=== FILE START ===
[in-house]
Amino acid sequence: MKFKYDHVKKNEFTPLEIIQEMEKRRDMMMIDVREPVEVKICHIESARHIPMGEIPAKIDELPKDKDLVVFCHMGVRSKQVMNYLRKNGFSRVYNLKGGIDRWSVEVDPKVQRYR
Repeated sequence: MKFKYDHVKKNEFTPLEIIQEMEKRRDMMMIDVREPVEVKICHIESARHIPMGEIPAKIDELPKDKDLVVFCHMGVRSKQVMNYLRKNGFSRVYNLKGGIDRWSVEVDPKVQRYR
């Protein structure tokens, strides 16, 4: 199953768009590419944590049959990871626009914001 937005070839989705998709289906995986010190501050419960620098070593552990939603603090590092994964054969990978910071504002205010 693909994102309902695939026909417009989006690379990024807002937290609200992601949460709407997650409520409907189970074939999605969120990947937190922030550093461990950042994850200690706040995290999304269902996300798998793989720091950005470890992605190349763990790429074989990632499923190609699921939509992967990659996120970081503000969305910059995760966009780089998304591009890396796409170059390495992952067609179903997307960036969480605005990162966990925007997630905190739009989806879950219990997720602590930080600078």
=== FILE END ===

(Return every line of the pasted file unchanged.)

[in-house]
Amino acid sequence: MKFKYDHVKKNEFTPLEIIQEMEKRRDMMMIDVREPVEVKICHIESARHIPMGEIPAKIDELPKDKDLVVFCHMGVRSKQVMNYLRKNGFSRVYNLKGGIDRWSVEVDPKVQRYR
Repeated sequence: MKFKYDHVKKNEFTPLEIIQEMEKRRDMMMIDVREPVEVKICHIESARHIPMGEIPAKIDELPKDKDLVVFCHMGVRSKQVMNYLRKNGFSRVYNLKGGIDRWSVEVDPKVQRYR
């Protein structure tokens, strides 16, 4: 199953768009590419944590049959990871626009914001 937005070839989705998709289906995986010190501050419960620098070593552990939603603090590092994964054969990978910071504002205010 693909994102309902695939026909417009989006690379990024807002937290609200992601949460709407997650409520409907189970074939999605969120990947937190922030550093461990950042994850200690706040995290999304269902996300798998793989720091950005470890992605190349763990790429074989990632499923190609699921939509992967990659996120970081503000969305910059995760966009780089998304591009890396796409170059390495992952067609179903997307960036969480605005990162966990925007997630905190739009989806879950219990997720602590930080600078």